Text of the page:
Need a little kick in the pants today to remember that old adage, “Charity begins at home”?
In typically eloquent yet understandable fashion, our Holy Father reminds us of the importance of treating our elderly loved ones with compassion, dignity and respect:
Pope Francis began his homily by pointing to the example of Eleazar in the Book of Maccabees, an elderly teacher of the law who preferred martyrdom rather than betraying his faith. This man, observed the Pope, was steadfast in his faith and he rejected advice from his friends who urged him merely to pretend to eat a piece of pork in order to save his life. Instead of worrying about his own fate, Eleazar was thinking of the young people who would remember him and his act of courage.
Pope Francis went on to lament how nowadays we live in times when the elderly don’t count. It’s unpleasant to say it, but the elderly are put to one side because they are considered a nuisance. However, the Pope continued, old people are those who tell us the history of things, who carry forward the faith and give it to us to inherit.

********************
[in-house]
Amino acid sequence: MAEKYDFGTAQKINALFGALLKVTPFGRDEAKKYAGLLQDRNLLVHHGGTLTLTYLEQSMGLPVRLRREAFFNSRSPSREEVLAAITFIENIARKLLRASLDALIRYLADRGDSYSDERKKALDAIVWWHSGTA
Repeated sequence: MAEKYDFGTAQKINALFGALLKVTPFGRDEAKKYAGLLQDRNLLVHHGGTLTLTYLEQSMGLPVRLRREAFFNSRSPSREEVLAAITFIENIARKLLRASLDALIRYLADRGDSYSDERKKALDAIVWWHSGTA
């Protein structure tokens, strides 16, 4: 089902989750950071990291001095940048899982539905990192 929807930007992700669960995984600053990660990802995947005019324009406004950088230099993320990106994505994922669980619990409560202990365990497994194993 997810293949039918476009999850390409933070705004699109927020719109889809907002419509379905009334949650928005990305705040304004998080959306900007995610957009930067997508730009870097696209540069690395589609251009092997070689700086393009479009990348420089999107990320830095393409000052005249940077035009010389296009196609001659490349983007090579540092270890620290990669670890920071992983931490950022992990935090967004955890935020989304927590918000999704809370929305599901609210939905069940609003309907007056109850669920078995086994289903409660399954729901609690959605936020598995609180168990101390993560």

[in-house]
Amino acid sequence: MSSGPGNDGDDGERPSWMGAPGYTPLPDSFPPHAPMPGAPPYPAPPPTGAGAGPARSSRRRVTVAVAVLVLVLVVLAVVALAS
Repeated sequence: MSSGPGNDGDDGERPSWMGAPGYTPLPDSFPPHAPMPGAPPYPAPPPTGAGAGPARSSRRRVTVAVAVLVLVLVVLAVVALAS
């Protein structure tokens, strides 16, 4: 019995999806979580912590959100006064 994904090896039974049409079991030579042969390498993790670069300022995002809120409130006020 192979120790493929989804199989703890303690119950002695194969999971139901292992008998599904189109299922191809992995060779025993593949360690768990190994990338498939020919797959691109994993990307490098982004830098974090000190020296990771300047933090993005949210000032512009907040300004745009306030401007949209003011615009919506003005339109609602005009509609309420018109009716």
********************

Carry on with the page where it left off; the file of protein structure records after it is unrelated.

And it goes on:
To illustrate our treatment of old people, the Pope recalled a story he was told as a young child. He said there was a father, mother and their children and a grandfather. This grandfather got his face dirty when he ate soup which annoyed the father so he bought a separate table for the grandfather to eat at.. But one day the father returned home and saw one of his children playing with bits of wood and on asking his son what he was doing was told that he was building a table for Daddy to eat at when he became old.
And to cap it all off, we have today’s Tweet from @Pontifex. When I ponder the word “saint”, I immediately think of my grandparents. While they will never be formally canonized, they led lives of great faith and pointed the way to God by their examples. Unfortunately, in our hectic lives, we often forget to treasure them the way that we should.
Note to self: Call grandma. Today.
A question for you: Does your family have regular interaction with an elderly loved one, fellow parishioner or neighbor?